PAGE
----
• "What I’ve said in the past remains true, which is until Congress passes a new law, then I am constrained in terms of what I am able to do. What I’ve done is to use my prosecutorial discretion. . . . What we’ve said is focus on folks who are engaged in criminal activity, focus on people who engaged in gang activity. Do not focus on young people, who we’re calling DREAMers. . . . That already stretched my administrative capacity very far. But I was confident that that was the right thing to do. But at a certain point the reason that these deportations are taking place is, Congress said, ‘you have to enforce these laws.’ They fund the hiring of officials at the department that’s
charged with enforcing. And I cannot ignore those laws any more than I could ignore, you know, any of the other laws that are on the books.” (Mar. 6, 2014) (emphasis added)
20. Accordingly, the President repeatedly called on Congress to pass an
immigration reform bill. On June 27, 2013, the Senate passed a bill that, among other things, would have created a pathway to citizenship for undocumented immigrants.
(H) Ex...Memo/Link/Law etc:
Border Security, Economic Opportunity, & Immigration Modernization Act, S. 744 (113th Cong.) (2013). The House, on the other hand, did not pass similar legislation.
21. Before the midterm elections in November 2014, Democrats in the
Senate urged the President not to act unilaterally because it “could be so politically damaging in their states that it would destroy their chances to hold control of the Senate.” Michael D. Shear & Julia Preston, Obama Pushed ‘Fullest Extent’ of His Powers on Immigration Plan, N.Y. TIMES (Nov. 28, 2014). The President honored that request.
(I) Ex...Memo/Link/Law etc:
22. On November 20, 2014, the President announced that he would unilaterally create legal protections for approximately 4 million undocumented immigrants. Under the President’s plan, the undocumented parents of U.S. citizens and legal permanent residents would receive deferred action status, as well as work permits and tolling of their unlawful presence in the United States. The President 19 also expanded DACA to hundreds of thousands of additional undocumented immigrants.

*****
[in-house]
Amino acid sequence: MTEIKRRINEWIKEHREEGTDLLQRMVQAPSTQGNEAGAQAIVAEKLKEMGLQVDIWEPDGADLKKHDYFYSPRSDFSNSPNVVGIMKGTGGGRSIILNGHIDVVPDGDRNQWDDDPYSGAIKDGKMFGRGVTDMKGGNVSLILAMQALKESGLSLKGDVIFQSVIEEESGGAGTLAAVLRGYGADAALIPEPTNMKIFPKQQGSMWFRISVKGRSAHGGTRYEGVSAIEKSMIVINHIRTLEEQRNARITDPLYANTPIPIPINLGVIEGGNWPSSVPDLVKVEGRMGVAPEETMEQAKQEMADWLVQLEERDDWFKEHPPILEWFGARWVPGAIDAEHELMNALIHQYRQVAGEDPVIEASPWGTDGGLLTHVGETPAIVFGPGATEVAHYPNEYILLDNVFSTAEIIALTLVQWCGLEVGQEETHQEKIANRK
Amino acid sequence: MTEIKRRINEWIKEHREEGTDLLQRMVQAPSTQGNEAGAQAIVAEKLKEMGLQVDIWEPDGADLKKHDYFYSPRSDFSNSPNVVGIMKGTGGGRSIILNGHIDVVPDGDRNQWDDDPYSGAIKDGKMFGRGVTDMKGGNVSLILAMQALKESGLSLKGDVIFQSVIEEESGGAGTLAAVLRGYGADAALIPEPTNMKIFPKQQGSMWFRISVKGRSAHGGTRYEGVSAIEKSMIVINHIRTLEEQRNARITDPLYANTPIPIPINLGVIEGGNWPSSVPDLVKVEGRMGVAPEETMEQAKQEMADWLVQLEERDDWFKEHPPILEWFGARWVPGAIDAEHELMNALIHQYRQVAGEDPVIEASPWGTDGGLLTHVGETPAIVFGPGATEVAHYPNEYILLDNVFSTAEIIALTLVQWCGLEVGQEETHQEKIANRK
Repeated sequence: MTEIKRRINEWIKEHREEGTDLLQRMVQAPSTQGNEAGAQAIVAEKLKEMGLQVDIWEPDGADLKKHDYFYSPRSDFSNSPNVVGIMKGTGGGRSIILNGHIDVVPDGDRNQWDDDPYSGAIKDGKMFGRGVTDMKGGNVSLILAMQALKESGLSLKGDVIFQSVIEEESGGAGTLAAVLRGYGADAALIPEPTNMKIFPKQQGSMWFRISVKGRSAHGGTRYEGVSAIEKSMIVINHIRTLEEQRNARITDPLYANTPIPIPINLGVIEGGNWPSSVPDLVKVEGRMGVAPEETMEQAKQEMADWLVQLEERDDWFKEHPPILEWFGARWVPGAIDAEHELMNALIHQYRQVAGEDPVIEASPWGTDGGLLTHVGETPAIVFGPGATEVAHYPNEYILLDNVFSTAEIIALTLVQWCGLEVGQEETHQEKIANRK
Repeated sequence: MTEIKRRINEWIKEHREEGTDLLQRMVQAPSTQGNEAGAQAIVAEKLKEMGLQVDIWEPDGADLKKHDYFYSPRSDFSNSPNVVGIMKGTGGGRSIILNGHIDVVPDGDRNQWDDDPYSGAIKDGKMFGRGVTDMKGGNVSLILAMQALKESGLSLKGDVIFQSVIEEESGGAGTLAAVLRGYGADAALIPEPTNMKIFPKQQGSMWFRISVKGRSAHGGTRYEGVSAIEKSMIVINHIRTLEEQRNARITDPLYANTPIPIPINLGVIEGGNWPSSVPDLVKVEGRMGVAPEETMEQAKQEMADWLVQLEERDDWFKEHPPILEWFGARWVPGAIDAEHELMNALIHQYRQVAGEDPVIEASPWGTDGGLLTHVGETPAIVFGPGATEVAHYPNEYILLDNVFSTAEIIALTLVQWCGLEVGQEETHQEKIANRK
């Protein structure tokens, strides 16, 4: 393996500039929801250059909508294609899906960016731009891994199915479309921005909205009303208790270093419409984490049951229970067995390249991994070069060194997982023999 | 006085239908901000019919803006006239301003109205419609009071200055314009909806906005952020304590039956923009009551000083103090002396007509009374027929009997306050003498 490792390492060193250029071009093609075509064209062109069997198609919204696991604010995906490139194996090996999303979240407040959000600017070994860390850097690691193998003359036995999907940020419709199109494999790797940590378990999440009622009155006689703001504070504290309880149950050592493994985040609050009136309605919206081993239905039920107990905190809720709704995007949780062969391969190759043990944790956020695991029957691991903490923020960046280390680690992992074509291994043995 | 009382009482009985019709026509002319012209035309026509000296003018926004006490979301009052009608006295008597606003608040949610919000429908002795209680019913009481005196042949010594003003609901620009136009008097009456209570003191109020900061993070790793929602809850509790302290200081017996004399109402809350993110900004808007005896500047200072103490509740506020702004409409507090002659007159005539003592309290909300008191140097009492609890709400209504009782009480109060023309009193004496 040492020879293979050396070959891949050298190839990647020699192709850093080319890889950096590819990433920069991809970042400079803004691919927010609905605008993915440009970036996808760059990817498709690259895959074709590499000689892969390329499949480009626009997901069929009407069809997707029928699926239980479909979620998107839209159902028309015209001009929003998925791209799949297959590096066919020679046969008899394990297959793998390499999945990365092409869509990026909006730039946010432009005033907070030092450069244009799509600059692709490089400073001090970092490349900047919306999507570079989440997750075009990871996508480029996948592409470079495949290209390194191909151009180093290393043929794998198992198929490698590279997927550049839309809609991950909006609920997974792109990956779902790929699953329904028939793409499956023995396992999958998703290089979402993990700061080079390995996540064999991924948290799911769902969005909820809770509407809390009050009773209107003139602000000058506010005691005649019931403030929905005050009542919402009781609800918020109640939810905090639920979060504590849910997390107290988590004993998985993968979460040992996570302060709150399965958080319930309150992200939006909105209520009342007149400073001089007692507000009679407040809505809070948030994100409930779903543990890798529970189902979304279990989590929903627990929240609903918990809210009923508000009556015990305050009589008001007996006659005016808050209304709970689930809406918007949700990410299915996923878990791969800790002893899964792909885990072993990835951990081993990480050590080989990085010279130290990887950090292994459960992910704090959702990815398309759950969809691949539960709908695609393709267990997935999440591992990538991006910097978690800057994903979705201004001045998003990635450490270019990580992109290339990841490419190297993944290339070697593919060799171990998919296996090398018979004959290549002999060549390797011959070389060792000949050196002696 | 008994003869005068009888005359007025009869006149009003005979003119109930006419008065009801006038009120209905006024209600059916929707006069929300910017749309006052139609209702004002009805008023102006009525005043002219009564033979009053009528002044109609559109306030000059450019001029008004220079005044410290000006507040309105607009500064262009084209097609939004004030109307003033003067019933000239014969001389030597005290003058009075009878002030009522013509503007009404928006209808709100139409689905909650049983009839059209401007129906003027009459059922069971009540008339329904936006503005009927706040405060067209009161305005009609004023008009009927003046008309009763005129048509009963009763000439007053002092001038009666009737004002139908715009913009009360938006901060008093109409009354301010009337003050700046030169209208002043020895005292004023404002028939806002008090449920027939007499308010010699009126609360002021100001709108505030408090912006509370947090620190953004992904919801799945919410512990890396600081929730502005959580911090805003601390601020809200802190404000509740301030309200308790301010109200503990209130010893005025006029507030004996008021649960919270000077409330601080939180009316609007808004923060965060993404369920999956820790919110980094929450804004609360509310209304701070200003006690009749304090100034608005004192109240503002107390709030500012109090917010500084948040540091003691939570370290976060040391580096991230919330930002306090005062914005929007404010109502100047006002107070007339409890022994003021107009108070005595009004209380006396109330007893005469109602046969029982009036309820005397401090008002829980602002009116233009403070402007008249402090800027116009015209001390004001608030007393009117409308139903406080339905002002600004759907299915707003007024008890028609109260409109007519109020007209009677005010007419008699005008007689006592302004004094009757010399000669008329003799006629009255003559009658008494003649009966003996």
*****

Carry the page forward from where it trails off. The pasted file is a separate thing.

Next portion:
23. The President candidly admitted that his plan was unilateral legislation: “What you’re not paying attention to is, I just took an action to change the law.”
24. The President further admitted that he was changing the law because Congress chose not to: “When members of Congress question my authority to make our immigration system work better, I have a simple answer:
Pass a bill. . . .and the day I sign that bill into law, the actions I take will no longer be necessary.”
25. The President also made clear that he was “offering the following deal”: “If you’ve taken responsibility, you’ve registered, undergone a background check, you’re paying taxes, you’ve been here for five years, you’ve got roots in the community, you’re not going to be deported. If you meet the criteria, you can come out of the shadows, you can get right with the law.”
We the American People, citizens of The United States request the following:
(Including but not limited to); Immediate implementation of our Constitution/By Laws.
For Immigration Reform to be implemented in a "Non-destructive" manner to our country (ex...Ensuring Veterans/American citizens have homes, health care, etc. before any immigrants be allowed into our country).
Any/all employment be for overabundance of umemployed "American" people and any person/persons violating this right be prosecuted to the fullest extent of the law.
We request "All" leaders of our Government/States, "All" state officials,
"ALL" lawmakers act on our behalf and in our (American Citizens) best interest, to construct the necessary paperwork and documentation and partipate in a lawsuit filed on or about 11/26/14, in the state of Texas, regarding above mentioned actions.
We respectfully request/demand to join and be included with the following states/leaders (Including but not limited to):
TEXAS, ALABAMA, GEORGIA, IDAHO, INDIANA, KANSAS, LOUISIANA, MONTANA, NEBRASKA, SOUTH CAROLINA, SOUTH DAKOTA, UTAH, WEST VIRGINIA, WISCONSIN, GOVERNOR PHIL BRYANT; State of Mississippi, GOVERNOR PAUL R. LEPAGE; State of Maine, GOVERNOR PATRICK L. MCCRORY; State of North Carolina,
GOVERNOR C.L. “BUTCH” OTTER; State of Idaho.
For no reason shall this petition be deemed null and void until all extents of the law and our rights as "American Citizens" have been exercised and or exhausted.
We the under signed have fully read and viewed the contents of this petition. It is agreed upon and here by signed with the intent that "ALL" signatures are and shall be considered authentic and legally binding.